The Popes and European Revolution

By Owen Chadwick | Go to book overview

6 The Catholic Reformers

The motives which led men to want change were as various as possible.

At his simplest the reformer was the old medieval preacher who saw how people who came to church still murdered or fornicated, and wanted the Church to preach better, or discipline more rigorously, so as to raise the moral standards of Christian men. This kind of new Savonarola welcomed warm devotions and new cults and revivalist missions which stirred the hearts of the common people. If he were more sophisticated, he turned his attention to the training of pastors, so that more instructed or more devoted priests might help their congregations to righteousness—this was the reforming drive typical of the Counter-Reformation. If he were eminent and won high office, he found himself perplexed amid the legal niceties of State law and Church law and tried to amend the constitution—inevitably by seeking the aid of the State. For the glaring necessity was to take old endowments which did no good and convert them to parishes or causes which needed money; and such fiddling of rights of property or sacredness of trusts could not happen without the aid of lay ministers willing to risk hostility from vested interests—in short, using State power to trample upon ancient rights. If he were a lay politician, he was frustrated by this need every day; and how far he was prepared to go depended on his prudence or rashness, his ability to persuade lords or bishops, and the readiness of his sovereign to give up a quiet life and face trouble.

Into these traditions of the Counter-Reformation, and cutting across their assumptions, came a new kind of Catholic reformer. He may loosely be defined as one who turned against the excesses (as he saw them) of the Counter-Reformation. Though he stood by the inheritance of the Counter-Reformation, in wanting dedicated priests, celibacy of the clergy, the enforcement of the canons of the Council of Trent, he criticized some features of the Catholic tradition which the Counter-Reformation fostered. Get the people into church and all will be well?—but still they murder and fornicate, we should repel from church when we must. Make excuse for the sins of a suffering people, be gentle when you hear their confessions?—on the contrary, they may need severity, even to a refusal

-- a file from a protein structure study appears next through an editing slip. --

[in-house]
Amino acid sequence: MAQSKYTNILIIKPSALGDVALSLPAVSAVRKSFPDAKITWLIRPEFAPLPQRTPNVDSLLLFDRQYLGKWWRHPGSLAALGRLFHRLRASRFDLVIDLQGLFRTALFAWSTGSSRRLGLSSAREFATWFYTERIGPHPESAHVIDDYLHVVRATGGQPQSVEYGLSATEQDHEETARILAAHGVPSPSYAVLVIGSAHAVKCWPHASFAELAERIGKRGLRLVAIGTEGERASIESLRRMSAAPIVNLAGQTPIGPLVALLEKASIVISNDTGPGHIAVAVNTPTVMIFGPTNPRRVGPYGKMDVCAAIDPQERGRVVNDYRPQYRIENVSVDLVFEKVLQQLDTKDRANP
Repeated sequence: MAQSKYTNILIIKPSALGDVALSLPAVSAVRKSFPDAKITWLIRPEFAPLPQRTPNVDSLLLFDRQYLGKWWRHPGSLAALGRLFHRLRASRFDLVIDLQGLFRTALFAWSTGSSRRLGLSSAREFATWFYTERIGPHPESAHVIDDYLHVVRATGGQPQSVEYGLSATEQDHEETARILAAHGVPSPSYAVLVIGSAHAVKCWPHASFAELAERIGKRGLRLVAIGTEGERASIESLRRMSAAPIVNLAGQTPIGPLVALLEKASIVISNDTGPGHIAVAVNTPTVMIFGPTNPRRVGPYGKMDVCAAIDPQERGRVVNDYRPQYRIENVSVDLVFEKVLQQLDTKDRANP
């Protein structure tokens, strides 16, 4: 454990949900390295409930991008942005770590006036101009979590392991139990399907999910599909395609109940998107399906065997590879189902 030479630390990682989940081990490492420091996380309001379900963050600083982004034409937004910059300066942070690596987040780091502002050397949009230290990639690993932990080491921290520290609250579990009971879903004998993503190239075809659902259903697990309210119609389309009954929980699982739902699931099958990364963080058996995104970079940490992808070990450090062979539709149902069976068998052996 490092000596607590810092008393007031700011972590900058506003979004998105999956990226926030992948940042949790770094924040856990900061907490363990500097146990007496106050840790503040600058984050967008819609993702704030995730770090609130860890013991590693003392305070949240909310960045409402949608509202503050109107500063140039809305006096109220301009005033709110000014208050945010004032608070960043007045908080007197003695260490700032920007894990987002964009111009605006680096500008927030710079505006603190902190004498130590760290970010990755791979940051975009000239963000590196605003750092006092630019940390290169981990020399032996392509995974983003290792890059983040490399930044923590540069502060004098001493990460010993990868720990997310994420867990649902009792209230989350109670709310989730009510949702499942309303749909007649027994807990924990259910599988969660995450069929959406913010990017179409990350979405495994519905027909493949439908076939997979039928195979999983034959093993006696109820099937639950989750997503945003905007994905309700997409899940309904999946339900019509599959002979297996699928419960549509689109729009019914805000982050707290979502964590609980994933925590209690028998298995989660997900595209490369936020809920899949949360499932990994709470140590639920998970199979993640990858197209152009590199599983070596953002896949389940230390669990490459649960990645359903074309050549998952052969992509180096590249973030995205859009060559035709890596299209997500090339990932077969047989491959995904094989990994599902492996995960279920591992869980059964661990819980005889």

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The Popes and European Revolution
Table of contents

Table of contents

  • The Popes and European Revolution iii
  • Preface v
  • Contents vii
  • Abbreviations x
  • Part I the Church of the Old Regime 1
  • 1: The Religion of the People 3
  • 2: The Clergy 96
  • 3: Monks and Nuns 210
  • 4: The Office of the Pope 253
  • Part II Reform and Revolution 343
  • 5: The Fall of the Jesuits 345
  • 6: The Catholic Reformers 391
  • 7: Revolution 445
  • 8: Restoration 535
  • 9: Conclusion 609
  • Bibliography 614
  • Index 633
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